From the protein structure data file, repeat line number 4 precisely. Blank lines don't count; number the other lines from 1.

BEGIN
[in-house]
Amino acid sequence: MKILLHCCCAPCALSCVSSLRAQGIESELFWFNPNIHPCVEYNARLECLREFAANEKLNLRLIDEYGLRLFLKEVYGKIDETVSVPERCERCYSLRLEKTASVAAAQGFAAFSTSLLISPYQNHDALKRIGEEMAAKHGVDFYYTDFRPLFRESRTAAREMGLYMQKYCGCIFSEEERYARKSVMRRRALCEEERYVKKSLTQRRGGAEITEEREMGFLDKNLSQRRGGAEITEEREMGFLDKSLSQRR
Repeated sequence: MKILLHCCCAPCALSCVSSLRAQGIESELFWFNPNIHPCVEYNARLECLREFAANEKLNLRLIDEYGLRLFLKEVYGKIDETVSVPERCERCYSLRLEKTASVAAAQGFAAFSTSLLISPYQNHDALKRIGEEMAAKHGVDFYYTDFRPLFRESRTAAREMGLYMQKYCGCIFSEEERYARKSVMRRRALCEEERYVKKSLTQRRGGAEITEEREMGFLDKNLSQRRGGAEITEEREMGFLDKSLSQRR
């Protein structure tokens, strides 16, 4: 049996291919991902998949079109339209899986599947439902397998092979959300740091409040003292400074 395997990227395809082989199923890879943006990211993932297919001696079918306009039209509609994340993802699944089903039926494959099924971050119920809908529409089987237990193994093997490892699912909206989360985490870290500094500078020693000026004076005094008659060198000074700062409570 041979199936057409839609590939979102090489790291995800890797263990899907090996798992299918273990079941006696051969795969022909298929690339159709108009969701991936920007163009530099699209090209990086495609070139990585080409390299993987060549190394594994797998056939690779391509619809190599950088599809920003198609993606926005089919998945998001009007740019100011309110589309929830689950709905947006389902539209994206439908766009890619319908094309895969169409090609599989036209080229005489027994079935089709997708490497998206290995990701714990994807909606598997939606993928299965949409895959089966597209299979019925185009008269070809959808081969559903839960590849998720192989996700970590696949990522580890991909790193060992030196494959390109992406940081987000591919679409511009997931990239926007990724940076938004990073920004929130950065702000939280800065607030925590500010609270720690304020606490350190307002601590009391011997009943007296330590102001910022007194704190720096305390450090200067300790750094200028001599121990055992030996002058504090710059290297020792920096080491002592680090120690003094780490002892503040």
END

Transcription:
């Protein structure tokens, strides 16, 4: 049996291919991902998949079109339209899986599947439902397998092979959300740091409040003292400074 395997990227395809082989199923890879943006990211993932297919001696079918306009039209509609994340993802699944089903039926494959099924971050119920809908529409089987237990193994093997490892699912909206989360985490870290500094500078020693000026004076005094008659060198000074700062409570 041979199936057409839609590939979102090489790291995800890797263990899907090996798992299918273990079941006696051969795969022909298929690339159709108009969701991936920007163009530099699209090209990086495609070139990585080409390299993987060549190394594994797998056939690779391509619809190599950088599809920003198609993606926005089919998945998001009007740019100011309110589309929830689950709905947006389902539209994206439908766009890619319908094309895969169409090609599989036209080229005489027994079935089709997708490497998206290995990701714990994807909606598997939606993928299965949409895959089966597209299979019925185009008269070809959808081969559903839960590849998720192989996700970590696949990522580890991909790193060992030196494959390109992406940081987000591919679409511009997931990239926007990724940076938004990073920004929130950065702000939280800065607030925590500010609270720690304020606490350190307002601590009391011997009943007296330590102001910022007194704190720096305390450090200067300790750094200028001599121990055992030996002058504090710059290297020792920096080491002592680090120690003094780490002892503040």